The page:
Ascension: Notes from a Public Lecture

By Anshul Rai Sharma 

A new voice reverberated through the National Law School’s Krishnappa Memorial Hall on the 9th of December. The university’s Friday evening was affected by the visit of a scholar who is regarded as one of the foremost voices in Ambedkarite studies. Dr Suraj Yengde, in his blue suit, Afro and a suave that is rare in lecturers (rarer at the Law School) holds the crowd to his beat. I sat in the front row and without turning I could tell the particular moment when he entered the hall. His movement is marked by a corresponding movement by the people gathered, who line-up to meet him, ask about his work and appreciate his presence here. From students to faculty members, everyone beams at this new guest.  

Introduced by his friend and collaborator, Dr Karthick Ram Manoharan, Yengde rose to the cheers of the crowd and started his address at the podium, titled The Unearned Privileges of Meritorious Caste. Before getting into his keynote, he makes a point to introduce Dr Karthick to his audience, talking about the latter’s work on Fanon and Periyar. His address is engaging, he moves as his words flow. This is a blues man in a jazz suit telling us the truth about our own lives. Karthick mentioned Yengde’s work with Cornel West and my mind goes back to their conversations on caste and race, about violence in which all of us are implicated. He has no use of notes, notebooks or papers, nothing except the work, the inexhaustible work that he articulates in his brief speech before moving on to questions from the audience. His address focuses on the hierarchical order embedded within caste and the dichotomies of inferiority and superiority that emerge from this order. He connects this structure with the current meritocratic debate in India. On the question of communism and caste-based movements he identifies the muddling of ideals as the key problem. At one point he remarks ‘The communists are so brahmin they lost sight of the communist plot’. His plea is to avoid this muddling through deep engagement with the writer as is, forgoing the assumption such as one held by some Marxist who see Ambedkar as pro status quo. 

‘We are a deeply broken people suspicious of each other,” one can almost tease out the Fanonian echoes in what Yengde alludes as the wretchedness of caste. Fanon’s zeal for action is evident in this hall when Yengde makes it clear that we need to move from the registers of atrocities to representation and community-building. It is only the latter that will bring forth any possibility of a democratic order that is promised by our Constitution. At the same time, he admits that representation is important but not enough. Going back to the central Freirean problem of the oppressed becoming the oppressor when designated with authority, he calls for responsibility by all. In a discourse that is characterized by genuine intellectual truth-telling (a phrase by Cornel West), no one is spared. He regards the feudal order as the kernel of the current hierarchies and described that ‘some backward classes’ have become custodians of a para-Brahmanical order by maintaining that order. 

Another key idea he engaged with which is often overlooked in such discussions is that of oppression Olympics, a one-up game that he balks at. His concern is the creation of  ‘islands of identities’ where each one is pitted against another with separated interests. At this point one reflects on the ways in which certain identity groups claim ownership of suffering, claiming ‘we’ are more oppressed than the other. Yengde points to this as the fundamental mistake, that ‘identity-based struggle cannot bring about a change because it is asking for a share and not a change’. Community-based movements, as he sees it, is what is regarded as the antithesis of the Brahmanical order which by definition does not allow formation of community.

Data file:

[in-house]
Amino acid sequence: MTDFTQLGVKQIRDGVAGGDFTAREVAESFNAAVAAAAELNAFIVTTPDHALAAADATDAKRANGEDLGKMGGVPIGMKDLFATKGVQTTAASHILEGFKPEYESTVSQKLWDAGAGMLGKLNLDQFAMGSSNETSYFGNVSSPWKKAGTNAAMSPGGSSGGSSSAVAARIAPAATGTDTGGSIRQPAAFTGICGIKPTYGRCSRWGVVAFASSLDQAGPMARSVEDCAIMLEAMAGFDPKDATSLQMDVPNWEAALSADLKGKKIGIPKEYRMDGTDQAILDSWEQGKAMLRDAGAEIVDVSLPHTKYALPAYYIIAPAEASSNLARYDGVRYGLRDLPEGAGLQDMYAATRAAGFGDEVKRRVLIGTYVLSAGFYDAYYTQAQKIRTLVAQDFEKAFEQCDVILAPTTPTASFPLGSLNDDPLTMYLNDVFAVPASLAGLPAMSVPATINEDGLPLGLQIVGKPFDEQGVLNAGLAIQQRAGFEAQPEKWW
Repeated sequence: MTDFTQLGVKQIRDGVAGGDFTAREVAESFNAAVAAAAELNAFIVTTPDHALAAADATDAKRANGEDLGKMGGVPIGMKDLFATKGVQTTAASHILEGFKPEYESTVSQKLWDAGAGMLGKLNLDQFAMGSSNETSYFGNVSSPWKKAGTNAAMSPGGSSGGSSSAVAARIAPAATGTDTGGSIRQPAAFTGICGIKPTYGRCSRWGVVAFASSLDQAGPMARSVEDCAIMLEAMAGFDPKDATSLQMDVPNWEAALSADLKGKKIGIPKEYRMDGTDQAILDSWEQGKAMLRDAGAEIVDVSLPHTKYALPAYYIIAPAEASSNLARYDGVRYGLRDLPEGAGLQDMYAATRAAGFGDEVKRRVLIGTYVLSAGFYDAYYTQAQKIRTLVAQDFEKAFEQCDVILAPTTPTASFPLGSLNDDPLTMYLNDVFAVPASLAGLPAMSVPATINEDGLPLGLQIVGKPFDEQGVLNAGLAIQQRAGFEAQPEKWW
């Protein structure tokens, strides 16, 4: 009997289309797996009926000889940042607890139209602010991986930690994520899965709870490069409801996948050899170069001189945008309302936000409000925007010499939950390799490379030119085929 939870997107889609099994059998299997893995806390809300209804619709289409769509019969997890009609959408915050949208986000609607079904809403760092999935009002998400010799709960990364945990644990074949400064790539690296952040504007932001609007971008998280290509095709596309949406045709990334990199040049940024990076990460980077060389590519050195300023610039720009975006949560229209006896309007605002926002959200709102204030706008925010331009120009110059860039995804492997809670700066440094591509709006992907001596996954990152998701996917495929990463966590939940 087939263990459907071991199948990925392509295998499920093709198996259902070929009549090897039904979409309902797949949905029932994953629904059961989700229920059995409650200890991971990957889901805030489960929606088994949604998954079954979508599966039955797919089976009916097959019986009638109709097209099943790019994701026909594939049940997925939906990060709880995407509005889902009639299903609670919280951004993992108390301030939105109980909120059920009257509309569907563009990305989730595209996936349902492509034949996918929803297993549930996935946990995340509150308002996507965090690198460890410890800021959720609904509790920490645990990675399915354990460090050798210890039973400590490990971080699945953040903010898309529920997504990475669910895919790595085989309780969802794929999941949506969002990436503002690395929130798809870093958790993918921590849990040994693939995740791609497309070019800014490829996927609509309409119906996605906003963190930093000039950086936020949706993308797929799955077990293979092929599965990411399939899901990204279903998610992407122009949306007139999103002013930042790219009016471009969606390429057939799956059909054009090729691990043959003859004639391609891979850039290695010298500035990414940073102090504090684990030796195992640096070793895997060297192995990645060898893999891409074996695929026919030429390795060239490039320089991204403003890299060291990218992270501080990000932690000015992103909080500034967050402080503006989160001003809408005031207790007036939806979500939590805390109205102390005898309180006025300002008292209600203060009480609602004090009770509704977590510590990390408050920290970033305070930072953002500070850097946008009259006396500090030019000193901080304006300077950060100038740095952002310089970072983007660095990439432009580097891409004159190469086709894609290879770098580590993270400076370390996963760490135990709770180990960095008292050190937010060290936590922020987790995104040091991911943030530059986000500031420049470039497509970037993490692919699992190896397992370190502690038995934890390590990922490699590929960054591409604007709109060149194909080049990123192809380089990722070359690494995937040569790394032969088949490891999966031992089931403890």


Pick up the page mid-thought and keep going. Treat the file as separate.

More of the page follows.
The Q&A session witnessed a range of question that touched on issues such as EWS verdict, ableism, Hindu-Muslim politics among others. What was moving was how accommodative Yengde was in responding to the questions, welcoming all interventions. One of my highlights was when he asked the people among the audience to raise their hand if they have used any quota carved for disadvantaged communities, asking the rest of the audience to applaud them. This is the song of the jazzman in the blue suit, he celebrates and embraces you. After the lecture he met and talked with every student or faculty member who came up to him, asking about their work and signing books. I volunteered to click a picture of a few of my batchmates with him. He nudged me to get into the picture, shook hands and asked my name. Grace ensues in the presence of someone who can make you feel recognized and listened to. 

Where does this leave us? Some of that voice still lingers on here. He opened the conversation for us, demanding us to create a better portrait of the Brahmanical order and align against it. Such a feat will require us to use a wealth of practices that are imaginative and solidaristic. He leaves us with examples of Krishnaraja Wadiyar IV and Ashoka. I had the odd feeling of being inspired in a law school lecture and that is precisely what he intends to convey, to be inspired by the canon and push against the order. The canon may be inhabited by Ambedkar’s fierceness, Periyar’s sense of humor or maybe Coltrane’s improvisational possibilities, but it is there to be drawn from, to be embraced.  And it demands only one thing from us, to always speak the truth, a truth that is raw, unfettered and proud. 

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